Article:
March is going to be such a terrific month for books that I propose we all take the month off and just read. How can any reader resist a month that includes books by Alafair Burke, Harlan Coben, Linda Fairstein and Alan Bradley? And, wait until you read about the other authors with forthcoming books! March looks terrific for readers.
Let's start with a book that isn't a crime novel. I've been a fan of Sarah Addison Allen's books since Garden Spells came out. The Girl Who Chased the Moon takes a seventeen-year-old, Emily Benedict, to live with her grandfather in an unusual little town, Mullaby, NC. How unusual is it? Wallpaper can change its pattern, the dead left messages, and the legend of a ghostly woman banished from the town lives on. It's sure to be another magical story from Allen.
The Last Illusion is the latest Molly Murphy mystery by Rhys Bowen. Molly is hired as Harry Houdini's bodyguard when another magician accuses him of tampering with his equipment, resulting in a death.
Last year, Alan Bradley's debut novel, The Sweetness at the Bottom of the Pie, introduced Flavia de Luce. The scientific prodigy returns in The Weed That Strings the Hangman's Bag. When a master puppeteer ends up death, Flavia is convinced it was murder, and she's determined to solve the crime. It's no April Fool's joke to say I'm going to host Alan Bradley for Authors @ The Teague on my birthday, April 1.
212 is Alafair Burke's latest novel. The police told college sophomore Megan Gunther not to worry about personal threats appearing on the web site. When she's murdered, NYPD detective Elie Hatcher and her partner take over the case, and discover a connection to a murder and a disappearance. They're going to have to move quickly to prevent more deaths.
Harlan Coben's new book, Caught, features a reporter on a mission. She's tracking down sexual predators and exposing them on TV. Her biggest break, the arrest of a child advocate, may turn out to be a mistake. So what happens if Wendy was manipulated to destroy an innocent man?
I just love the writing team of Jennifer Crusie and Bob Mayer. Their books are sexy, fun, and suspenseful. I hope Wild Ride is no exception. When Mary Alice Brannigan is hired to restore a decaying amusement park, she doesn't expect to find it's a prison for demons she doesn't believe in. But then, she doesn't believe the man she's falling in love with either.
Hell Gate is Linda Fairstein's twelfth novel featuring Alexandra Cooper. She's torn in two directions as she investigates a shipwreck with human contraband cargo, and a political scandal involving a promising New York congressman. When the two cases come together, they could change the political landscape of New York City.
In Lisa Jackson's Without Mercy, Julia Farentino takes a job at an elite boarding school for wayward kids to protect her half-sister. Some of the students went missing six months earlier, and now Julia uncovers disturbing information.
I'd beware of exclusive schools after reading crime novels. Jonathan Kellerman's Deception takes LAPD Detective Milo Sturgis and Alex Delaware into an investigation of perversity and violence when a woman is found dead after disclosing on a DVD that she was subjected to sexual horror at an LA school.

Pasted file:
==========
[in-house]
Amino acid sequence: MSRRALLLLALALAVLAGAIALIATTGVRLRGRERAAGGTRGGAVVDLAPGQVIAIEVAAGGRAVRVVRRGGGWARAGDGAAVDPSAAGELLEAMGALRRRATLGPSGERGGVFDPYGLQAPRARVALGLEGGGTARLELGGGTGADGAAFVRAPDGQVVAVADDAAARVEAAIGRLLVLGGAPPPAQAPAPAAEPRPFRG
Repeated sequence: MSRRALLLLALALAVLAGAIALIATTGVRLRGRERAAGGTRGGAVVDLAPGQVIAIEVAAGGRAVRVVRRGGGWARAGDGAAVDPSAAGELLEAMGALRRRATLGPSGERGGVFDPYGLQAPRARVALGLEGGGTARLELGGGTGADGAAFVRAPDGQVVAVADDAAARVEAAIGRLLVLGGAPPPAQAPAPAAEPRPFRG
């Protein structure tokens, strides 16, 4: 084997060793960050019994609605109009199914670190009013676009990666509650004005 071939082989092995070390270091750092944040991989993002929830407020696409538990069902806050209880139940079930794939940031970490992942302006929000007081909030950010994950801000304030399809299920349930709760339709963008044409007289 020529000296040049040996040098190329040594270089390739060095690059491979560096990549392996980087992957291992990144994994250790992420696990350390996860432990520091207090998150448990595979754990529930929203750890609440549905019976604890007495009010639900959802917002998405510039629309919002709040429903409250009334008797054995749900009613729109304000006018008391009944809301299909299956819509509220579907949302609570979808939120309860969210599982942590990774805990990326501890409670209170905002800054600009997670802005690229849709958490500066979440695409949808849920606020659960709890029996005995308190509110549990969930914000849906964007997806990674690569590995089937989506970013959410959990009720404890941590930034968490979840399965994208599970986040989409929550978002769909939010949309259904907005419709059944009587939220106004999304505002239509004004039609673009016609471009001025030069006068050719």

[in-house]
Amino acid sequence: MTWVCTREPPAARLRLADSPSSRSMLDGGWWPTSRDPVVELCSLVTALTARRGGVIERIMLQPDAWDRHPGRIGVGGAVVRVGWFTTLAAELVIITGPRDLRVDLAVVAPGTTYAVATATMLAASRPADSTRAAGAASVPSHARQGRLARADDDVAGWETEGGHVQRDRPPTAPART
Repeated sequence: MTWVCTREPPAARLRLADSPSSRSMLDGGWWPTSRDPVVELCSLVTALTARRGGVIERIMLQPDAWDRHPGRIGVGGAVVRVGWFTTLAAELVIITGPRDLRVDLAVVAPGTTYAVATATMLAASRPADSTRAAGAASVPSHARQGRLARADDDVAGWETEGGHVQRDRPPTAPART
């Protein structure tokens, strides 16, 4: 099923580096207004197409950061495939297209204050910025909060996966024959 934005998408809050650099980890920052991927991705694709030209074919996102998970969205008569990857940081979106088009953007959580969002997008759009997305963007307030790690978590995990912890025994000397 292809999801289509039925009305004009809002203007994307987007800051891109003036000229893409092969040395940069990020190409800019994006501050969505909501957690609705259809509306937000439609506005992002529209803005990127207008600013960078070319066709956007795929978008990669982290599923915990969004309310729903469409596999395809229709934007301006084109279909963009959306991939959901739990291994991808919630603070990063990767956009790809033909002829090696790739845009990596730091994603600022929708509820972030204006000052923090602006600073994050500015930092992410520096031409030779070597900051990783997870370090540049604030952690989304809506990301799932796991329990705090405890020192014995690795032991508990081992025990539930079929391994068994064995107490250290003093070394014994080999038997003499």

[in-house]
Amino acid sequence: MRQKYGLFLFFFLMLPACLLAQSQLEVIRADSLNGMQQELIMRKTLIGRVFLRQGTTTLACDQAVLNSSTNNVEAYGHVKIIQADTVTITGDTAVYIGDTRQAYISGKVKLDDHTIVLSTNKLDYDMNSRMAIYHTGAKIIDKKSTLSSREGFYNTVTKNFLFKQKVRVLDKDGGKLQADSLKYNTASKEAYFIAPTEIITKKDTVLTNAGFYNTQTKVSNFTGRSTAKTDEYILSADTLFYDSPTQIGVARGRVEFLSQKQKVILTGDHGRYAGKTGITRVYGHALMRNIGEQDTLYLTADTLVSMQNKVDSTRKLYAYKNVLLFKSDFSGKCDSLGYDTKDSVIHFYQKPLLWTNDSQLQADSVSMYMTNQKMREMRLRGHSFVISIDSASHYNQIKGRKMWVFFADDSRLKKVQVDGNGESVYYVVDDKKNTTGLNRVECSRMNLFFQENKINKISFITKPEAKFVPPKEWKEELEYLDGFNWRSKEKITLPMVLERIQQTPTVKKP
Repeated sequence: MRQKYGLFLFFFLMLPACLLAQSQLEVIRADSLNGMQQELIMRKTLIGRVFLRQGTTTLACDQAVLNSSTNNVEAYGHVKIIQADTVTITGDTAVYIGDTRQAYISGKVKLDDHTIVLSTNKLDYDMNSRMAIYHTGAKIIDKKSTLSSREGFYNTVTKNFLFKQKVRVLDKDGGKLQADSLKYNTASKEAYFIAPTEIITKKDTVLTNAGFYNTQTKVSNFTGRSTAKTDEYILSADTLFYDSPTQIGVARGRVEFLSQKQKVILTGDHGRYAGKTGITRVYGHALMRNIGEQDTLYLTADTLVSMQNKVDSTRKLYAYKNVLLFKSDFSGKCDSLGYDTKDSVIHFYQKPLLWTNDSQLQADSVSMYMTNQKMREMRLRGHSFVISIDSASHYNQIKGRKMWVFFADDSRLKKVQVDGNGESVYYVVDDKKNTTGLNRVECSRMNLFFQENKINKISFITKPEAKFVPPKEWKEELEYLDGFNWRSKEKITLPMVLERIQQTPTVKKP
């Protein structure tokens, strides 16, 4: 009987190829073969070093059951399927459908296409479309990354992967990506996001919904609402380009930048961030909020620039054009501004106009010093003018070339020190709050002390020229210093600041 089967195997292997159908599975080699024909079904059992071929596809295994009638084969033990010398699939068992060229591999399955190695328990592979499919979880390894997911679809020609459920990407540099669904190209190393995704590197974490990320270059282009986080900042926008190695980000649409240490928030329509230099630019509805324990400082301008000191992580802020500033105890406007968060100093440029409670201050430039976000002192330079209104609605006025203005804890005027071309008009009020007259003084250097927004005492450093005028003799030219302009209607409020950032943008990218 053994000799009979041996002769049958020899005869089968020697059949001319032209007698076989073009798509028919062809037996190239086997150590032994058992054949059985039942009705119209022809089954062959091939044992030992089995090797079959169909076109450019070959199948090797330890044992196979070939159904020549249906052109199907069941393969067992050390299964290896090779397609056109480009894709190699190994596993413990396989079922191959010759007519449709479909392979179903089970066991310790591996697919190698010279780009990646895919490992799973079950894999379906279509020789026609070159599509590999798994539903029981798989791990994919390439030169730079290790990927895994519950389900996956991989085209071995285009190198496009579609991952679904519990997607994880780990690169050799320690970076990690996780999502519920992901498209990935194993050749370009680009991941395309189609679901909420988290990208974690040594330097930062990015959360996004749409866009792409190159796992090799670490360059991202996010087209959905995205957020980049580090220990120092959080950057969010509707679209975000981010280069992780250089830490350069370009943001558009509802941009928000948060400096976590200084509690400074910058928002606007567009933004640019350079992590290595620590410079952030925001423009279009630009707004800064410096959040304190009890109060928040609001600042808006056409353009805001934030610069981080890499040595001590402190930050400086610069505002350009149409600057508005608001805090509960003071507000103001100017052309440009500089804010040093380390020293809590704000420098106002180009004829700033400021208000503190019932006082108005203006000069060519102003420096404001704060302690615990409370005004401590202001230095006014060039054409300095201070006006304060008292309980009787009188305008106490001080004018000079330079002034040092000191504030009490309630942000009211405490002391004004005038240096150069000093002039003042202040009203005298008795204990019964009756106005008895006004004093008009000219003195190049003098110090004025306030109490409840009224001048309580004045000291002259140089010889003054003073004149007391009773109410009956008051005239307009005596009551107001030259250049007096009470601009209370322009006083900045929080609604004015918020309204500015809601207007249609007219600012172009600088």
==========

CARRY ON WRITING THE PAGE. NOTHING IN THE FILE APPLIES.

Fans of the Spellmans will appreciate Lisa Lutz' The Spellmans Strike Again as Izzy Spellman solves more cases, no thanks to her lovable but paranoid family.
I've included one nonfiction title in this list, Frances Mayes' Every Day in Tuscany: Seasons of an Italian Life. The third volume in Mayes' Tuscany trilogy continues the chronicle of her two decades love affair with Tuscany, its people and culture. She includes more of the pleasures of her life there, favorite recipes, and the delights and challenges of living in Italy.
Denise Mina's Still Midnight features an unusual case for Alex Morrow. When three armed men enter a home in Glasgow, and demand a man who never had been there, the event turns tragic. Now, the kidnappers are demanding an impossible ransom.
Jacob Hunt is a teenage boy with Asperger's syndrome in Jodi Picoult's latest novel, House Rules. He has a special focus, forensic analysis, and he monitors a police scanner, and shows up at crime scenes. When his tutor is found dead, his behavior makes Jacob a suspect.
Author Cornelia Read's own efforts to clean up a cemetery led to her latest novel, Invisible Boy. Former socialite Madeline Dare is shocked when she discovers the skeleton of a young boy in her unkempt family cemetery across the East River from Manhattan. Her work to find the truth leads to an examination of her own past, and the class and racial warfare that penetrates society in New York City.
Reporter Chris Bergen can never live up to his father's reputation as a legendary investigative reporter. But, one day he's on site when an explosion destroys a building and Chris save five people, becoming a hero. But, one of Chris' sources seems to be creating incidents to make him famous. Now, he wants something in return in David Rosenfelt's Down to the Wire.
Doc Ford faces rough choices in Randy Wayne White's latest book, Deep Shadow. While diving with friends, a cave collapses trapping them. Doc surfaces to get help, but two men there to recover a wreck and its treasure insist he help them, or die himself.
All of the other books mentioned are by established authors. I also see possibilities for a debut novel, The Season of Second Chances by Diane Meier. Joy Harkness impulsively accepts a position at Amherst College, leaving her secure life behind. As she restores a tumbledown Victorian house, assisted by a quirky handyman, she discovers second chances can be discovered at any age.
And, terrific books can be discovered any month. I hope there's a treasure or two waiting for you here. Let me know if I missed a March release you're waiting for. We all want to know about the books you anticipate will be hot titles.
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